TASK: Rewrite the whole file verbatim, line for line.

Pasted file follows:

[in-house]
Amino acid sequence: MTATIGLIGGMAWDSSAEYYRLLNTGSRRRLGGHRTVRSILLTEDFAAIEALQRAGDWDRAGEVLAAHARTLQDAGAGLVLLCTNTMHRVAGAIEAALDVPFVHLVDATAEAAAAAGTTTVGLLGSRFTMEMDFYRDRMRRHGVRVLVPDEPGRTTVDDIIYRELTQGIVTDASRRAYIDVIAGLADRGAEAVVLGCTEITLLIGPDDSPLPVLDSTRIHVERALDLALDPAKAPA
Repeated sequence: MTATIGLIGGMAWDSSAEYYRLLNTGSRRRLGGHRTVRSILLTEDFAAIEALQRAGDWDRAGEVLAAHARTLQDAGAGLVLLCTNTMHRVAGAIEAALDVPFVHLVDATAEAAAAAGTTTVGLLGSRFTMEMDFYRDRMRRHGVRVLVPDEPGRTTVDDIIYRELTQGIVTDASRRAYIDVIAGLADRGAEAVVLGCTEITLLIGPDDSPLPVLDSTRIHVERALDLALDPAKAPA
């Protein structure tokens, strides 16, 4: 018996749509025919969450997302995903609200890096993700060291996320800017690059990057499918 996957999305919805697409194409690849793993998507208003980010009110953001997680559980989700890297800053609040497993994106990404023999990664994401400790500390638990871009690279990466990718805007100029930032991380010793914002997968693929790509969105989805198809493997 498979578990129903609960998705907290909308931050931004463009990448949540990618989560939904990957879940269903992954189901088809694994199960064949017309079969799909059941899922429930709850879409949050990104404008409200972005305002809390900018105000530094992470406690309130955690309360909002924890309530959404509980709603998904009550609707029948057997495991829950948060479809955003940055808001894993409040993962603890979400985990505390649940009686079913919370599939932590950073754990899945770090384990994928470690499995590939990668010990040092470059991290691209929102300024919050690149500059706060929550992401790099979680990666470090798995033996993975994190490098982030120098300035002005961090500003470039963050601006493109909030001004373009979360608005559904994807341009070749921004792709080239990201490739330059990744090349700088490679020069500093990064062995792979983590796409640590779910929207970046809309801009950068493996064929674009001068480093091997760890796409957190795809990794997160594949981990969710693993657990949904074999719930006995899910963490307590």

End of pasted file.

[in-house]
Amino acid sequence: MTATIGLIGGMAWDSSAEYYRLLNTGSRRRLGGHRTVRSILLTEDFAAIEALQRAGDWDRAGEVLAAHARTLQDAGAGLVLLCTNTMHRVAGAIEAALDVPFVHLVDATAEAAAAAGTTTVGLLGSRFTMEMDFYRDRMRRHGVRVLVPDEPGRTTVDDIIYRELTQGIVTDASRRAYIDVIAGLADRGAEAVVLGCTEITLLIGPDDSPLPVLDSTRIHVERALDLALDPAKAPA
Repeated sequence: MTATIGLIGGMAWDSSAEYYRLLNTGSRRRLGGHRTVRSILLTEDFAAIEALQRAGDWDRAGEVLAAHARTLQDAGAGLVLLCTNTMHRVAGAIEAALDVPFVHLVDATAEAAAAAGTTTVGLLGSRFTMEMDFYRDRMRRHGVRVLVPDEPGRTTVDDIIYRELTQGIVTDASRRAYIDVIAGLADRGAEAVVLGCTEITLLIGPDDSPLPVLDSTRIHVERALDLALDPAKAPA
């Protein structure tokens, strides 16, 4: 018996749509025919969450997302995903609200890096993700060291996320800017690059990057499918 996957999305919805697409194409690849793993998507208003980010009110953001997680559980989700890297800053609040497993994106990404023999990664994401400790500390638990871009690279990466990718805007100029930032991380010793914002997968693929790509969105989805198809493997 498979578990129903609960998705907290909308931050931004463009990448949540990618989560939904990957879940269903992954189901088809694994199960064949017309079969799909059941899922429930709850879409949050990104404008409200972005305002809390900018105000530094992470406690309130955690309360909002924890309530959404509980709603998904009550609707029948057997495991829950948060479809955003940055808001894993409040993962603890979400985990505390649940009686079913919370599939932590950073754990899945770090384990994928470690499995590939990668010990040092470059991290691209929102300024919050690149500059706060929550992401790099979680990666470090798995033996993975994190490098982030120098300035002005961090500003470039963050601006493109909030001004373009979360608005559904994807341009070749921004792709080239990201490739330059990744090349700088490679020069500093990064062995792979983590796409640590779910929207970046809309801009950068493996064929674009001068480093091997760890796409957190795809990794997160594949981990969710693993657990949904074999719930006995899910963490307590």